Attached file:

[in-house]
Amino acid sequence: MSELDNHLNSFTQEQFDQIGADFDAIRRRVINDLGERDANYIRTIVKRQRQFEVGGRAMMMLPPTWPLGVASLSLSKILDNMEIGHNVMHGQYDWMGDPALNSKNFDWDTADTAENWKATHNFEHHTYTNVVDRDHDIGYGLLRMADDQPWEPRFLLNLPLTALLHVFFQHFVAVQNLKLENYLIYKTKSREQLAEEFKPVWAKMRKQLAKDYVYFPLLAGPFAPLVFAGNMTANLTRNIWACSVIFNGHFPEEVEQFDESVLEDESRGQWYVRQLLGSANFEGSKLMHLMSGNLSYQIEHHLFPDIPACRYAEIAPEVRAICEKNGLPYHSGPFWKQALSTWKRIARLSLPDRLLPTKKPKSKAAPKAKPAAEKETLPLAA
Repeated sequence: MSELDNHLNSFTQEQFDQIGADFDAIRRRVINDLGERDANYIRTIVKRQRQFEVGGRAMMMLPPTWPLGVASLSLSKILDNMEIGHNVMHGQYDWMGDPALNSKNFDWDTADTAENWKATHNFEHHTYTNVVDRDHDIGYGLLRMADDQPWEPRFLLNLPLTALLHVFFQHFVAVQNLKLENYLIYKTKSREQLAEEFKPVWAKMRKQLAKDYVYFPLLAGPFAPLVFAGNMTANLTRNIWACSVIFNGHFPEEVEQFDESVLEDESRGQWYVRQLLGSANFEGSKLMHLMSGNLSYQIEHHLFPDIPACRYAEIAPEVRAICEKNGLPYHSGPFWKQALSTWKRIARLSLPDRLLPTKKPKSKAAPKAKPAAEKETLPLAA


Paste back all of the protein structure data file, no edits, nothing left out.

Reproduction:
[in-house]
Amino acid sequence: MSELDNHLNSFTQEQFDQIGADFDAIRRRVINDLGERDANYIRTIVKRQRQFEVGGRAMMMLPPTWPLGVASLSLSKILDNMEIGHNVMHGQYDWMGDPALNSKNFDWDTADTAENWKATHNFEHHTYTNVVDRDHDIGYGLLRMADDQPWEPRFLLNLPLTALLHVFFQHFVAVQNLKLENYLIYKTKSREQLAEEFKPVWAKMRKQLAKDYVYFPLLAGPFAPLVFAGNMTANLTRNIWACSVIFNGHFPEEVEQFDESVLEDESRGQWYVRQLLGSANFEGSKLMHLMSGNLSYQIEHHLFPDIPACRYAEIAPEVRAICEKNGLPYHSGPFWKQALSTWKRIARLSLPDRLLPTKKPKSKAAPKAKPAAEKETLPLAA
Repeated sequence: MSELDNHLNSFTQEQFDQIGADFDAIRRRVINDLGERDANYIRTIVKRQRQFEVGGRAMMMLPPTWPLGVASLSLSKILDNMEIGHNVMHGQYDWMGDPALNSKNFDWDTADTAENWKATHNFEHHTYTNVVDRDHDIGYGLLRMADDQPWEPRFLLNLPLTALLHVFFQHFVAVQNLKLENYLIYKTKSREQLAEEFKPVWAKMRKQLAKDYVYFPLLAGPFAPLVFAGNMTANLTRNIWACSVIFNGHFPEEVEQFDESVLEDESRGQWYVRQLLGSANFEGSKLMHLMSGNLSYQIEHHLFPDIPACRYAEIAPEVRAICEKNGLPYHSGPFWKQALSTWKRIARLSLPDRLLPTKKPKSKAAPKAKPAAEKETLPLAA